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CareCredit

Laser therapy: A promising trend in veterinary medicine

Jen Reeder

Denver resident, Sue Kohut, was alarmed when her Great Dane puppy, Beauxmont, became lethargic and developed swollen legs that were hot to the touch. At just five months old, the pup was diagnosed with hypertrophic osteodystrophy (HOD), a painful bone disease that can occur in fast-growing large and giant breeds. Read more

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Keeping Monroe's pets healthy for over 25 years!

AAHA accredited for over 25 years!

Welcome to Kindness Animal Clinic               360-794-8813 info@kacpets.com 

19845 Hwy 2, Monroe, WA                            Call for an appointment today!

 

KINDNESS ANIMAL CLINIC is a full-service, AAHA accredited, veterinary medical facility located in MONROE, WA. Our professional and courteous veterinarians and technical staff at KINDNESS ANIMAL CLINIC seeks to provide you with the best possible medical care, surgical care and dental care for your highly-valued pets. We are a small family owned clinic, and your pets will be seen by Dr. Garver every visit. He is committed to promoting responsible pet ownership, preventative health care and health-related educational opportunities for our clients. KINDNESS ANIMAL CLINIC strives to offer excellence in veterinary care to MONROE, WA and surrounding areas. We are the ONLY certified Gold Level "Cat Friendly Practice" in Monroe! The American Association of Feline Practioners required our practice to meet several performance criteria and complete staff training, as well as having to make cat friendly changes to our clinic!  Please take a moment to contact our veterinarians and technical staff today to learn more about our newly expanded veterinary practice and to find out more information about how KINDNESS ANIMAL CLINIC can serve the needs of you and your cherished pet.

We will be closed...

KINDNESS ANIMAL CLINIC WILL BE CLOSING at 6 PM on Friday, August 10th, and reopening at 8 AM on Thursday, August 16th.

If you need refills on prescriptions or diets, or have a pet who needs to be seen - please call us as soon as possible (360-794-8813).  If your pet experiences an emergency during our break, please call Seattle Veterinary Specialists (Totem Lake) at 877-397-9111 or Veterinary Specialty Center (Lynnwood) at 866-872-5800.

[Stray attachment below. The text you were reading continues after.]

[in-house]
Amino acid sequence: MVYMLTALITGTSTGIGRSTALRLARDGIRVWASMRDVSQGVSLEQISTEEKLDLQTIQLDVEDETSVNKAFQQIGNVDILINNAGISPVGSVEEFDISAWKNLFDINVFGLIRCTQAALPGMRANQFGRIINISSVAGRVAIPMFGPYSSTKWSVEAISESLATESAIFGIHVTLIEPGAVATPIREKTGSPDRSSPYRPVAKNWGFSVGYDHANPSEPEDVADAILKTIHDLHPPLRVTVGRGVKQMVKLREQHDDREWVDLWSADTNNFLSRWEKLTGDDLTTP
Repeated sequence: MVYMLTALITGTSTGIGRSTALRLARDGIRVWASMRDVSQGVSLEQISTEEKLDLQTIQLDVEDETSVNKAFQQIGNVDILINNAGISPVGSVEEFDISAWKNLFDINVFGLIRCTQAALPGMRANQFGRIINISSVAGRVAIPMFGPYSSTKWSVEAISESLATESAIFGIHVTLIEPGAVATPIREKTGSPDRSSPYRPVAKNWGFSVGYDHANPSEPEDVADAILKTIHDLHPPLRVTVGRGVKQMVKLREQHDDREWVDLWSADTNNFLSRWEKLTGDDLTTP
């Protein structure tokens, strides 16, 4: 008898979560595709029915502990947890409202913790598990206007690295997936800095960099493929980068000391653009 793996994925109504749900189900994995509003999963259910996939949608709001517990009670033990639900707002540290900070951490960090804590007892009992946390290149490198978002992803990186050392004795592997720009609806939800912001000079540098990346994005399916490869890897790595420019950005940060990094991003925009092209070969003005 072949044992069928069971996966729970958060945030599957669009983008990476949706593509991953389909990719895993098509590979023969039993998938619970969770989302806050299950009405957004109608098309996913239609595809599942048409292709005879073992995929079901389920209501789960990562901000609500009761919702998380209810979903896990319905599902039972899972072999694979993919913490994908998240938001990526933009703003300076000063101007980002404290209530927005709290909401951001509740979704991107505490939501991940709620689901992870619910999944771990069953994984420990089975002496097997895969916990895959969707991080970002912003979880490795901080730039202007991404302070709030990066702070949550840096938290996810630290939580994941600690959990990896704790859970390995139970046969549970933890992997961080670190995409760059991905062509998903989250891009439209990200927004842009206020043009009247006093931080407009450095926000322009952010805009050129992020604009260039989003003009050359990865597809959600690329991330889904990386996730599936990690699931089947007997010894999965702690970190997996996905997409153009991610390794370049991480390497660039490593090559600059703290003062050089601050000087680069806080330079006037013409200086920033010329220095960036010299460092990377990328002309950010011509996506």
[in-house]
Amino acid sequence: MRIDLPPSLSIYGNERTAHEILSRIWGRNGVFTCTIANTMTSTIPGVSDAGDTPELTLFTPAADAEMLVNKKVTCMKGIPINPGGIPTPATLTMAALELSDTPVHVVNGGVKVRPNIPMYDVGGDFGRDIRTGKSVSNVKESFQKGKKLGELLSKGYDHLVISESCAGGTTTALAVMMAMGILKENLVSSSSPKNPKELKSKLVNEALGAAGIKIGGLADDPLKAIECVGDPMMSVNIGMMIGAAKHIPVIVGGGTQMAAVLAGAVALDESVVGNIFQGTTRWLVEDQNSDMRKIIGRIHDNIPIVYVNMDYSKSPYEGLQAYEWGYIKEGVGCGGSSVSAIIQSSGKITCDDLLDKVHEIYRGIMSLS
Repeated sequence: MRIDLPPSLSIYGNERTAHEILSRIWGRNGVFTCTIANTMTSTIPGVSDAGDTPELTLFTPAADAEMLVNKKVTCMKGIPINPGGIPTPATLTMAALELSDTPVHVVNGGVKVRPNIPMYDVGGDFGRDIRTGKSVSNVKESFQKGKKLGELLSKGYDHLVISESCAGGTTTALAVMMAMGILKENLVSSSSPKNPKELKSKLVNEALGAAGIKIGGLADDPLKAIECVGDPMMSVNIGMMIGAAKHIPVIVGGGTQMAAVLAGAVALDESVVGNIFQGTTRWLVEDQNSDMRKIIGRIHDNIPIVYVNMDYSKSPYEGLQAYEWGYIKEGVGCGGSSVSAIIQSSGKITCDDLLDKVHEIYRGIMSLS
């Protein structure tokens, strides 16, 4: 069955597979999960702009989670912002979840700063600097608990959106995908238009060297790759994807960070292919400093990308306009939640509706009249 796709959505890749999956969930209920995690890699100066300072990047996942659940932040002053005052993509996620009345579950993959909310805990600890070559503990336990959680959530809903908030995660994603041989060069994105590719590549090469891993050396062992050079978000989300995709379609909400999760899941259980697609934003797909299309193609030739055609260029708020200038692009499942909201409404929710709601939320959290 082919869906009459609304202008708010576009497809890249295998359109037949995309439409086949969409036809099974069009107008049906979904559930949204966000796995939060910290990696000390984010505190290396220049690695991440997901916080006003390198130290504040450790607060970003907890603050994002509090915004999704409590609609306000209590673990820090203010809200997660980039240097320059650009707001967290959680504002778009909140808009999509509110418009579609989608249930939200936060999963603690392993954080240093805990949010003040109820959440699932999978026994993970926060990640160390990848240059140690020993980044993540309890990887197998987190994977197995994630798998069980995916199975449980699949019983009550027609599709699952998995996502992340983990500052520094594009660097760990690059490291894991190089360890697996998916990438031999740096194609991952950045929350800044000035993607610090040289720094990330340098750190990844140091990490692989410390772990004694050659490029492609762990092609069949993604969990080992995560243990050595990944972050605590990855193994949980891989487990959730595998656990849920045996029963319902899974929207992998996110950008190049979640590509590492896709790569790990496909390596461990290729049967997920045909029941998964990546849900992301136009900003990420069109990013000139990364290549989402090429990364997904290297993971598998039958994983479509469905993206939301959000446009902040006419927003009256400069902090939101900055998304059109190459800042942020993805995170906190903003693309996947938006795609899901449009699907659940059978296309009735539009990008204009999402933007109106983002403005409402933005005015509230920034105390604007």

Hiking With Your Dog

 

Hiking season is here! Most dogs love to hike along with their owners. Here are a few safety precautions to keep your four-legged hiking companion healthy.

Before you go, take time for some preventative medicine:

  • Make sure your dog is current on vaccinations and is on a good flea and tick preventative. Ticks are very active right now, and carry many serious diseases. We are recommending Bravecto for our canine patients who spend a lot of time outdoors. Bravecto is a new, very effective chewable tab that will kill fleas and ticks on your dog for 12 weeks.
  • Make sure your dog is in shape for hiking. Dogs that do nothing but lie around all day will get stiff and sore and suffer cramped muscles if they hike difficult trails. If your dog is out of shape, start an exercise program slowly and gradually - like a daily 10 minute walk. Slowly lengthen the time and quicken the pace. Regular daily exercise is essential for keeping your dog in shape.

Keep your dog leashed on the trail. Leashed dogs are safe dogs. There are a lot of natural hazards out there - cliffs, sharp rocks, boulders, rivers and creeks to cross, wild animals. An off-leash dog is much more likely to be hurt  or get lost than an on-leash dog. Other dogs may threaten your dog - especially ones that are not on a leash. If there is an altercation, you can quickly  pull your dog away to safety. There may be wild animals. If your dog gets between a mother bear and her cub, it could develop into a dangerous situation for both of you.

AVMA recommends bringing along for your dog:

  • Water and collapsible bowl. Pack enough for the entire day - approximately three liters of water for your dog's day hike. Drinking water from puddles, streams, or lakes is not a good idea for you or your dog. Like us, dogs are susceptible to water borne illnesses from drinking untreated water. Giardia intestinalis  is a  parasite that  affects both humans and dogs. These microscopic parasites attach themselves to the intestinal wall and cause damage. Symptoms of Giardia infection (in both humans and pets) are diarrhea, gas, abdominal discomfort, nausea, and vomiting. It is also possible to be infected and have no signs of illness. Leptospirosis is another serious infection of dogs and people.The bacteria that cause Leptospirosis are spread through the urine of infected animals which can contaminate water or soil. Humans and animals can become infected through contact with this contaminated area, or by drinking contaminated water. Symptoms are a fever and dehydration, and which can progress to kidney failure. Leptospirosis can be prevented by keeping your dog up to date on vaccinations. If your dog develops any of the symptoms of Giardia or Leptospirosis infection post hiking, please give us a call as soon as possible. The earlier treatment is started, the better.